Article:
Notes From My Journey to Helping Struggling Students Master Math

Out of the Box February 20 / February 26, 2020

 — By Carl Cortez —

I try to reassure my high school math students that hard work and persistence can offset math anxiety and result in mastery. When I first meet with my students,  I encourage them to share their true feelings about math as a subject, and I often hear the following: “Math is a real struggle for me; it drives me crazy.” I want to change those feelings. Once I flipped my math classes, many of my students felt less anxious about math.

After completing the Flipped Learning 3.0 Level 1 Certification course, it became obvious to me that I could use many of the new and innovative teaching techniques presented in the course to help my students. Thus, I video recorded some mini-lessons replete with suggestions and made those mini-lessons available to my students online. Those mini-lessons have worked well to reinforce my teaching points and serve as an excellent way to help students review for tests.

After several months, the quality of my videos improved as well as the comprehension of my students. My teaching techniques veered away from traditional classroom practices and evolved into productive and cooperative learning environments.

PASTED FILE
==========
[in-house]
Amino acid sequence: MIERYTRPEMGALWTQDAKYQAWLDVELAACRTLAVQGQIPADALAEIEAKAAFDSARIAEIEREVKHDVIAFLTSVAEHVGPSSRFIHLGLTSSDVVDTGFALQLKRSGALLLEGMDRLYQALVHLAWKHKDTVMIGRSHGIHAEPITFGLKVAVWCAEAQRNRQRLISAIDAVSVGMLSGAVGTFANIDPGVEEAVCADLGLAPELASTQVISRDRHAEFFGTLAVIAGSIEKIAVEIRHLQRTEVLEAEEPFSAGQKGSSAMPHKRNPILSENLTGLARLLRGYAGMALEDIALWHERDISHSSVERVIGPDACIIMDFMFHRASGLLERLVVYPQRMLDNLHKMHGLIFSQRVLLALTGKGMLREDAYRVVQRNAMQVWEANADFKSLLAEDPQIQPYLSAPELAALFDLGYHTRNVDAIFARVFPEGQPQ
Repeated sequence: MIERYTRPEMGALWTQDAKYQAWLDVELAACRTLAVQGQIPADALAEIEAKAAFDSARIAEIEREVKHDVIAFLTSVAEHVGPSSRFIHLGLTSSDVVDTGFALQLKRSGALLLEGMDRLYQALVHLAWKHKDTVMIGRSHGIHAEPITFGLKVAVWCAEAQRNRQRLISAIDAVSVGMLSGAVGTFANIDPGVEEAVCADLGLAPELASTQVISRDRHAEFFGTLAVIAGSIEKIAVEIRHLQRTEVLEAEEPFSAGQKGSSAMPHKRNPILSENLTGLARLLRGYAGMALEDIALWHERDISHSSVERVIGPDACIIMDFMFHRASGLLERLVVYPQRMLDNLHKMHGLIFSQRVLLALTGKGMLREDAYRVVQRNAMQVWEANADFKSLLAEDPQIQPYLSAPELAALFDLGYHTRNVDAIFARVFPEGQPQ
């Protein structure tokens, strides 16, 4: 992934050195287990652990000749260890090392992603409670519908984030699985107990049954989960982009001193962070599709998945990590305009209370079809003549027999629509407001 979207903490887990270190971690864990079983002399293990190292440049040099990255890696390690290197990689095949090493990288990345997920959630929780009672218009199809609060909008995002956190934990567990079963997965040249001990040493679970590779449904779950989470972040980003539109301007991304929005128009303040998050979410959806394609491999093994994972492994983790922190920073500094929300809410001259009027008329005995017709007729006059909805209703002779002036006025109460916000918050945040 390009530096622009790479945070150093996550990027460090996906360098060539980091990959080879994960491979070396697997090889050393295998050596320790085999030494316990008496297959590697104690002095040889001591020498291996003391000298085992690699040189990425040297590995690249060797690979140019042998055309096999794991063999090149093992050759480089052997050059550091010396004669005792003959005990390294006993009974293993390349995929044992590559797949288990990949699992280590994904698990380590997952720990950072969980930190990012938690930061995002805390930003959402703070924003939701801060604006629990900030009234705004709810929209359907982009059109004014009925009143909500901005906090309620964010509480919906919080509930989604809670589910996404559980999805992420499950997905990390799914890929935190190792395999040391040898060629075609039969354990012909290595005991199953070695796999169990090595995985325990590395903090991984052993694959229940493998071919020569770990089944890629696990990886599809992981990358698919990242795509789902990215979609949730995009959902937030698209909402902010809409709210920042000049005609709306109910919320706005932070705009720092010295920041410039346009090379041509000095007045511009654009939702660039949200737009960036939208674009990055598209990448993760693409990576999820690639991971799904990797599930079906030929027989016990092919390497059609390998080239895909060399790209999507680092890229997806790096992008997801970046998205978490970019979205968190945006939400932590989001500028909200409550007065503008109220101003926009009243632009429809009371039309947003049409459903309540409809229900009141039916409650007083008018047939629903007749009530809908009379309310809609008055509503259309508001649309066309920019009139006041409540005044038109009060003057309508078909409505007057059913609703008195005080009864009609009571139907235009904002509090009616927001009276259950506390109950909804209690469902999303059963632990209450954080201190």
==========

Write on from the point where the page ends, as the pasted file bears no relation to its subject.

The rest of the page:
Since many teenagers are reluctant to ask questions, I always emphasize that acknowledging specific problems and addressing them quickly invariably contribute to improving test scores. Simply put, I tell my students that being aware of what they’re doing wrong is an important step towards rectifying their mistakes. 

An important topic that was presented during the FL Flipped Classroom Level 2 certification course featured Mastery Learning. Two instructors, Jon Bergmann and Cara Johnson described a Flipped Mastery classroom setting where students demonstrate their mastery.

Fortunately, there are two large breakout tables in my classroom. Originally designed for group work and extra assistance with groups, those tables are now designated as Mastery Check areas where guidelines are in place for students to work exclusively and quietly on Mastery Checks. By using Google Classroom, you can utilize its capability to check off material/updates for specific students who successfully complete Mastery Checks. Using Google Classroom, you can keep track of students who have finished a section, still need time, or may need to review prerequisite materials.

Soon after implementing Mastery Learning, it became apparent that assigning too many math problems had its drawbacks. Students found the assignments tedious and grading their work was excessively time-consuming. It is far more manageable and effective to assign between two and four problems per Mastery Check. By assigning fewer math problems, I can quickly scan to assess if my students have understood the material and met the standard I’ve asked them to meet. While overseeing Mastery Checks, I can interact with my students individually and answer questions as needed.